I'll leave you with a whole series of tree swallow photographs, because I couldn't decide which ones to share.  They were being especially helpful with posing today! 
 
This one sat for a while just a few feet from me on the boardwalk railing.


There are houses on posts in the lake that they prefer for their nest boxes.
 

Some of them have a more distinct dark chest spot.

I think this one is my favourite shot - it's a swallow pretending to be a small, grumpy penguin.



Tuesday, May 7, 2019

Couch to 5K

I recently signed up for a recreation program here in my town called "Couch to 5K," which is a learn to run program for sedentary folks, like me.  I signed up for several reasons:

  1. I'm a bit of a slug.  I don't leave slime trails, and I do have a sit-stand desk, but I still sit for a lot of time every day, and all my hobbies are seated, so I feel it's important for me to try to get more exercise. 
  2. I turned 50 recently, which sort of makes you think about your health and your overall fitness level perhaps a bit more than you did before.
  3. I could stand to lose a few pounds, like 50 or so, and sitting isn't accomplishing that.
  4. I looked at the picture of a former "couch to 5K" class and there were people who were clearly even less fit than me, so I figured I would not be the worst of the bunch, and that was, admittedly, somewhat encouraging.
  5. It's good for me to get out and do things, because I tend to be a hermit.
So, I was pleased this morning when I woke up to a lovely, sunny day.  "Good," I thought to myself, "this will be a good day for my running program."  As the day progressed, there was a bit of a breeze, and I lay in my new hammock for a few minutes around lunchtime and thought about how that was a good thing, because it would be nice to have a bit of a breeze when running, in case I got a bit hot.

I planned my supper early so that I wasn't too full to go to the class, which started at 6 pm.  When I was eating, I noticed it was clouding over a bit, and I thought to myself "Well, that's OK, because it won't be too hot." (not that it was particularly hot in the first place, but one tries to see the bright side). 

So  I put on a light jacket of a sort of velour type fabric and headed out. I drove into town and went to the park where we were meeting, and I noticed on my way that it was quite a bit chillier than it had been and that there was quite a wind now.  "Well, that's OK," I thought "because I'll be warm as we are running or trying to run, and the cooler air will feel nice."  (bright side...but slightly less bright than earlier)

We met the young, exuberant and bouncy instructor, who is a 3rd year kinesiology student and I would be willing to put money on the fact that she has never in her life felt overweight, arthritic, uncoordinated, or slug-like.  I look around at the other people and realize that... oh dear, maybe I actually am the worst of the bunch.  I listened to the instructor do her spiel and tell us our route today, which was going to be mostly walking, because it was the first day.  I thought to myself, I can still do this.  So we head out onto the path that goes to the Fundy trail and it was right around that point that I felt the first raindrop.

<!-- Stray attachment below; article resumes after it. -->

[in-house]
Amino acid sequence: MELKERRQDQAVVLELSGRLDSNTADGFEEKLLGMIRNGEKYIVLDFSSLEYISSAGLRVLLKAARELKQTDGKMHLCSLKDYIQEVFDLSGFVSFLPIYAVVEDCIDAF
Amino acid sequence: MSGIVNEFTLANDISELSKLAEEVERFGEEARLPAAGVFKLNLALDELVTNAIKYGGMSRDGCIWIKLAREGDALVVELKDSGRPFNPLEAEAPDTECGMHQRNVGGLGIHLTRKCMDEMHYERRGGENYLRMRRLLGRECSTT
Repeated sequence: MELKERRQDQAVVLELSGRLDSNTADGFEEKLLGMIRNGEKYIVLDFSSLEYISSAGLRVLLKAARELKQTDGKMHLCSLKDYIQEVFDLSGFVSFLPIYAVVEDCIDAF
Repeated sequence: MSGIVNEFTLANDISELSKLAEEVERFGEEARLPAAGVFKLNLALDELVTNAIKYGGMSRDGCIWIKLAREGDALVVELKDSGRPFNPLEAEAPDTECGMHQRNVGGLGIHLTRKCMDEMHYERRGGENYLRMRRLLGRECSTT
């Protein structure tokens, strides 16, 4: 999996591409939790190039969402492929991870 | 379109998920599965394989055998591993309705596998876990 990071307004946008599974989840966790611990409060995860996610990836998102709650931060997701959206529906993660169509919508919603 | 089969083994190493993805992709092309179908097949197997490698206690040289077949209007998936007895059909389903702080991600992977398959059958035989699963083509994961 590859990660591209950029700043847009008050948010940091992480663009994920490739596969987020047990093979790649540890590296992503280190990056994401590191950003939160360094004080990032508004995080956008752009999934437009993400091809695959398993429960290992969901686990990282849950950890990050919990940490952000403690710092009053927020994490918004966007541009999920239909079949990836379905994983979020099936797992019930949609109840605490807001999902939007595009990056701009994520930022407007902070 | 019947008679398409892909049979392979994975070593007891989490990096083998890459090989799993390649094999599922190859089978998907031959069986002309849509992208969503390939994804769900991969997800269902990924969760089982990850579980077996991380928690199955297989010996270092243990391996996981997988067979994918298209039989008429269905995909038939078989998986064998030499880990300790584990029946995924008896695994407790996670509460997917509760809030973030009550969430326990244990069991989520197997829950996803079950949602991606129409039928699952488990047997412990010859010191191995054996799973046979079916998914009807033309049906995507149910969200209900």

Off we go, down the trail, with Ms. Exuberance giving us helpful tips about running, which I'm sure were helpful, but the sound of about 20 people's feet on gravel is noisy, and the wind is really quite blustery by this point, which made it hard enough to hear her because we're all in a sort of jumbled pack, and then, of course, the skies opened and the rain began in earnest.  So there I was, puttering along, shivering in the cold wind, drenched to the skin because velour-type jackets are not waterproof nor warm when wet, not hearing much, and thinking about how amazingly appealing my reclining chair would be at that moment, with a nice warm blanket and a bit of knitting and a hot cocoa.  

So our half hour walk (with a tiny bit of a jog in the middle) was essentially a wind and water bath and I arrived back at my car looking like a drowned rat (drowned slug?) and feeling utterly miserable.  Don't get me wrong, I'll still go back on Thursday.  It's twice a week for eight weeks, which is supposed to be enough to form a habit out of it.  But on Thursday, I'll bring my parka, my umbrella, a box of tissues, galoshes, and a personal flotation device, just in case. 

Not an auspicious start to my exercise program, but at least I did it.  

Monday, May 6, 2019

A few improvements

I am in a brief lull between major projects at the moment, so I have taken some time to make a few improvements for the summer season.  First of all, I purchased and assembled a handy plant stand that I plan to use for hardening off my transplants before I put them in the raised beds.  It has 4 shelves so there is plenty of room for me to use.

The entire stand is covered with a reinforced covering that has 2 zippers down the front.  You can roll up the middle section to have access to the shelves, and then close it to give them extra protection overnight.  I'm sure it will be useful at other times of the year as well.  I will probably bring it inside over the winter and use it in the basement as added storage space for garden pots and such.